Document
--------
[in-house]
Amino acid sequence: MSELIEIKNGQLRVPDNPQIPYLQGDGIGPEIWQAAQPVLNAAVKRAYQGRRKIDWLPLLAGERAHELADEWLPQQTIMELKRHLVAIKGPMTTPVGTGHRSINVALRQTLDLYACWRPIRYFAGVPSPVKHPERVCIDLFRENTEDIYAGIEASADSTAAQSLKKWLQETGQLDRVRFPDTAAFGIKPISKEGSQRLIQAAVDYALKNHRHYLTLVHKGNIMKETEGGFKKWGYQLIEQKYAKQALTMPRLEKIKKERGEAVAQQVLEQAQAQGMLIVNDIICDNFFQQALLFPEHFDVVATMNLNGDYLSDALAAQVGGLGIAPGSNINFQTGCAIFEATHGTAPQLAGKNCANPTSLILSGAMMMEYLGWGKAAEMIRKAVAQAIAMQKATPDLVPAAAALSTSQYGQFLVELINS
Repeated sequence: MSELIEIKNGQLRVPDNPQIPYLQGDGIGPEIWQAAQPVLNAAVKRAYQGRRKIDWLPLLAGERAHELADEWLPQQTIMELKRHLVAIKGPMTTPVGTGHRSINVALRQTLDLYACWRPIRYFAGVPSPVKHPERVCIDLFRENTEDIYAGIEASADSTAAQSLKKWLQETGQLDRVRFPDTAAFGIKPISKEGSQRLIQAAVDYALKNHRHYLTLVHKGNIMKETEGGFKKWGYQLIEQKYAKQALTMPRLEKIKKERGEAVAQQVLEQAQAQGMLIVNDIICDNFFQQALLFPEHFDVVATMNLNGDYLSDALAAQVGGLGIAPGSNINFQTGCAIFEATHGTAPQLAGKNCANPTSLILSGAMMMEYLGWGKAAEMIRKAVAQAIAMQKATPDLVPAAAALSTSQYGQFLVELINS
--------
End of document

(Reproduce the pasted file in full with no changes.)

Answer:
[in-house]
Amino acid sequence: MSELIEIKNGQLRVPDNPQIPYLQGDGIGPEIWQAAQPVLNAAVKRAYQGRRKIDWLPLLAGERAHELADEWLPQQTIMELKRHLVAIKGPMTTPVGTGHRSINVALRQTLDLYACWRPIRYFAGVPSPVKHPERVCIDLFRENTEDIYAGIEASADSTAAQSLKKWLQETGQLDRVRFPDTAAFGIKPISKEGSQRLIQAAVDYALKNHRHYLTLVHKGNIMKETEGGFKKWGYQLIEQKYAKQALTMPRLEKIKKERGEAVAQQVLEQAQAQGMLIVNDIICDNFFQQALLFPEHFDVVATMNLNGDYLSDALAAQVGGLGIAPGSNINFQTGCAIFEATHGTAPQLAGKNCANPTSLILSGAMMMEYLGWGKAAEMIRKAVAQAIAMQKATPDLVPAAAALSTSQYGQFLVELINS
Repeated sequence: MSELIEIKNGQLRVPDNPQIPYLQGDGIGPEIWQAAQPVLNAAVKRAYQGRRKIDWLPLLAGERAHELADEWLPQQTIMELKRHLVAIKGPMTTPVGTGHRSINVALRQTLDLYACWRPIRYFAGVPSPVKHPERVCIDLFRENTEDIYAGIEASADSTAAQSLKKWLQETGQLDRVRFPDTAAFGIKPISKEGSQRLIQAAVDYALKNHRHYLTLVHKGNIMKETEGGFKKWGYQLIEQKYAKQALTMPRLEKIKKERGEAVAQQVLEQAQAQGMLIVNDIICDNFFQQALLFPEHFDVVATMNLNGDYLSDALAAQVGGLGIAPGSNINFQTGCAIFEATHGTAPQLAGKNCANPTSLILSGAMMMEYLGWGKAAEMIRKAVAQAIAMQKATPDLVPAAAALSTSQYGQFLVELINS